Microsoft shall be split into two companies, one for its Windows operating system and one for software applications, such as Microsoft Office and Internet Explorer. The government is requesting that Microsoft would have to submit a breakup plan four months after the final ruling of U.S. District Court Judge Jackson. The two separate companies brought into existence would be prohibited from merging or forming any joint ventures with each other. Separate boards of directors for the two companies would be established and kept apart. The government requested that the terms of the breakup plan would last ten years. Other controlling, yet temporary restrictions would also be imposed on Microsoft until the appeals process was completed.
In addition to breaking Microsoft in two, the Justice Department would demand the following restrictions: 1) Temporary uniform standards would have to be adopted for licensing the Windows operating system to other makers of personal computers. 2) Personal computer makers would be allowed to modify the appearance of the Windows operating system. 3) No actions of retaliation could be taken by the two companies against those who gave evidence to the federal government against Microsoft or submitted testimony. 4) A temporary ban would be placed on Microsoft to prevent any threats or acts against personal computer makers.
Here is an illustration of what the make up of a Microsoft Applications Company might look like: Microsoft Office, BackOffice, Internet Explorer, Mobile Explorer, Outlook Express, Frontpage Express, Net Meeting, and other browsers, e-mail clients and related tools. Slate online magazine, Expedia travel network, the Microsoft network, MSNBC. Streaming audio and video client and service software, media player, voice recognition software, Java virtual machine software. Developer tools, consumer hardware, transaction server software, XML servers and parsers, Microsoft Management Server SNA server software, indexing server software, Internet Information Server. This would also extend to investments owned by Microsoft in connection with partners, joint venturers, original equipment makers, independent hardware vendors, independent software vendors, distributors, developers, and promoters of Microsoft products or in other information technology businesses.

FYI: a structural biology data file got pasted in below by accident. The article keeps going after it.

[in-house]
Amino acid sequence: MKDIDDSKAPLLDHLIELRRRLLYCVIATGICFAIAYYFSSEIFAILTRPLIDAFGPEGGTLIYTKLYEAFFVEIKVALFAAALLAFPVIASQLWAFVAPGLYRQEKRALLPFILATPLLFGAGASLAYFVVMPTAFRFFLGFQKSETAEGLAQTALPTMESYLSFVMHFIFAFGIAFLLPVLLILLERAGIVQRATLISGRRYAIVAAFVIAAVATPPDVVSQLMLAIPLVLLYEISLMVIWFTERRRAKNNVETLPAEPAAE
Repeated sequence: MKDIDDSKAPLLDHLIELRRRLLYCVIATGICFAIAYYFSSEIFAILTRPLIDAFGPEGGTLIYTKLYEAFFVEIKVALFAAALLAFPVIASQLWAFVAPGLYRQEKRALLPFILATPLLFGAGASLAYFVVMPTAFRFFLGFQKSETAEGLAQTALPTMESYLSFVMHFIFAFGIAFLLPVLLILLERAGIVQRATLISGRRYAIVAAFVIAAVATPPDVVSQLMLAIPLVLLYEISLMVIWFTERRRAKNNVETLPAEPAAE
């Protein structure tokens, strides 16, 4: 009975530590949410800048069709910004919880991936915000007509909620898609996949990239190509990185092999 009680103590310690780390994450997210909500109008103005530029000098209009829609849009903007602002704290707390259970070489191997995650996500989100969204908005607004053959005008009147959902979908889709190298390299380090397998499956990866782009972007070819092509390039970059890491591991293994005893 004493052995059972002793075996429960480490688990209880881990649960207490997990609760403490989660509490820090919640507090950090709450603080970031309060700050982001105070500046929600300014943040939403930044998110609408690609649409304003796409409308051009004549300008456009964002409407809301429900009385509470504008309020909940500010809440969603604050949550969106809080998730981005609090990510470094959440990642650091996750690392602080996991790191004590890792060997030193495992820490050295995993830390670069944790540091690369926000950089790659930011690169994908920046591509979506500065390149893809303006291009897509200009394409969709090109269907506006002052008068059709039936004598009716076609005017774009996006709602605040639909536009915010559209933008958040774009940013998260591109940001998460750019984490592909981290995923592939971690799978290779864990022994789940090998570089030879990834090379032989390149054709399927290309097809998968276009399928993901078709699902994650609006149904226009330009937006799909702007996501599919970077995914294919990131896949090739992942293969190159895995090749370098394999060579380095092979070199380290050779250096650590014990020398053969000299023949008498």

And, the other new company – here is what the make up of a Microsoft Operating Systems Company might look like: Windows 95, Windows 98, Windows 2000 Professional, and their successors, including Windows operating systems for personal computers code-named “Millennium,” “Whistler,” “Blackcomb,” and their successors. Development, licensing, promotion and support for computing devices, including personal computers, other computers based on the Intel x-86 or competitive microprocessors such as servers, handheld devices and television set-top boxes.
This would of course also include the personnel, facilities and other assets associated with those businesses. It would be able to hold a license to continue distribution of the existing Internet Explorer code, but it will have to develop its own browser in the future under new strategies.
V. Microsoft’s Response
Obviously, Microsoft was less than happy with the proposal put forth by the government and did not intend to back down. They saw the DOJ’s proposal as too harsh and overly extreme under the circumstances. Microsoft spokesman, Jim Cullinan likened the proposal of giving up their intellectual property to competitors like Sun and Oracle, to “?forcing Coke to share its secret formula with Pepsi and every other major soft drink vendor in the country.” And CEO Steve Ballmer called the government’s plan to split the company like “?splitting up a rock band because of its popularity.”
At the Judge’s request, Microsoft tendered their own proposal to the courts on May 10, asking that the Judge punish them in the area of their business conduct, but not break the company in two. Critics viewed Microsoft’s counter proposal of their own judgment as not much more than a slap on the wrist and do not expect that the courts will accept it. Ironically, if Microsoft had intended to actually do some of the “nice play” techniques that they are now proposing, maybe they wouldn’t be on trial. So far, the government’s opinion is that Microsoft has merely come up with a transparent cosmetic remedy that will not have much impact on the competitive issues. “What remedy does Microsoft propose to undo the damage to competition caused by its past illegal conduct?” the government wrote, “Nothing.”